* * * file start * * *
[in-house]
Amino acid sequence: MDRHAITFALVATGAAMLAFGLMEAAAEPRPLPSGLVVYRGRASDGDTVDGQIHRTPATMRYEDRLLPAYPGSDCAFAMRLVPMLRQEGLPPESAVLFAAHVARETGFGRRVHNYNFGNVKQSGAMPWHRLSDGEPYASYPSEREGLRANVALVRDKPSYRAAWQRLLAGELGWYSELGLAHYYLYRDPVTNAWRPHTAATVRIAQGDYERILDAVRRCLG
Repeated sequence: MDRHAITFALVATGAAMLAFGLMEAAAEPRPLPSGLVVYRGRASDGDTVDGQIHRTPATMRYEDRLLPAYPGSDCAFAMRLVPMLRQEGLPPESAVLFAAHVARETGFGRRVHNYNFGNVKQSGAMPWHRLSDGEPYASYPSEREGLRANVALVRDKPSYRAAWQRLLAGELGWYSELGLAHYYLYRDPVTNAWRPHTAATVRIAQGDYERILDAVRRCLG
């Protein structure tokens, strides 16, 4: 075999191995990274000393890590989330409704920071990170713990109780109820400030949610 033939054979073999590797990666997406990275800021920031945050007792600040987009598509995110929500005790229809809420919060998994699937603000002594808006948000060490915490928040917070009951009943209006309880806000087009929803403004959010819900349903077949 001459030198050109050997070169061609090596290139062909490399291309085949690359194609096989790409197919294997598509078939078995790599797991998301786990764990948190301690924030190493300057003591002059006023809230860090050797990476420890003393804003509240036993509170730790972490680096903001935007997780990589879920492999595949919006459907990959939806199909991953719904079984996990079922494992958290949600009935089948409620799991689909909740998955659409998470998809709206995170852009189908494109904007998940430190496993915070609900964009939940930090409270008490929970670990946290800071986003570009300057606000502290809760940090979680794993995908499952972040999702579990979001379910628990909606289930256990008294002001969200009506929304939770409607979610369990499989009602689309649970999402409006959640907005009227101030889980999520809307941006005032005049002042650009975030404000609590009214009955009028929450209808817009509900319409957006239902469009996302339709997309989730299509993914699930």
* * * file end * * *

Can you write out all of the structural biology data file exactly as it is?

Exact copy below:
[in-house]
Amino acid sequence: MDRHAITFALVATGAAMLAFGLMEAAAEPRPLPSGLVVYRGRASDGDTVDGQIHRTPATMRYEDRLLPAYPGSDCAFAMRLVPMLRQEGLPPESAVLFAAHVARETGFGRRVHNYNFGNVKQSGAMPWHRLSDGEPYASYPSEREGLRANVALVRDKPSYRAAWQRLLAGELGWYSELGLAHYYLYRDPVTNAWRPHTAATVRIAQGDYERILDAVRRCLG
Repeated sequence: MDRHAITFALVATGAAMLAFGLMEAAAEPRPLPSGLVVYRGRASDGDTVDGQIHRTPATMRYEDRLLPAYPGSDCAFAMRLVPMLRQEGLPPESAVLFAAHVARETGFGRRVHNYNFGNVKQSGAMPWHRLSDGEPYASYPSEREGLRANVALVRDKPSYRAAWQRLLAGELGWYSELGLAHYYLYRDPVTNAWRPHTAATVRIAQGDYERILDAVRRCLG
């Protein structure tokens, strides 16, 4: 075999191995990274000393890590989330409704920071990170713990109780109820400030949610 033939054979073999590797990666997406990275800021920031945050007792600040987009598509995110929500005790229809809420919060998994699937603000002594808006948000060490915490928040917070009951009943209006309880806000087009929803403004959010819900349903077949 001459030198050109050997070169061609090596290139062909490399291309085949690359194609096989790409197919294997598509078939078995790599797991998301786990764990948190301690924030190493300057003591002059006023809230860090050797990476420890003393804003509240036993509170730790972490680096903001935007997780990589879920492999595949919006459907990959939806199909991953719904079984996990079922494992958290949600009935089948409620799991689909909740998955659409998470998809709206995170852009189908494109904007998940430190496993915070609900964009939940930090409270008490929970670990946290800071986003570009300057606000502290809760940090979680794993995908499952972040999702579990979001379910628990909606289930256990008294002001969200009506929304939770409607979610369990499989009602689309649970999402409006959640907005009227101030889980999520809307941006005032005049002042650009975030404000609590009214009955009028929450209808817009509900319409957006239902469009996302339709997309989730299509993914699930």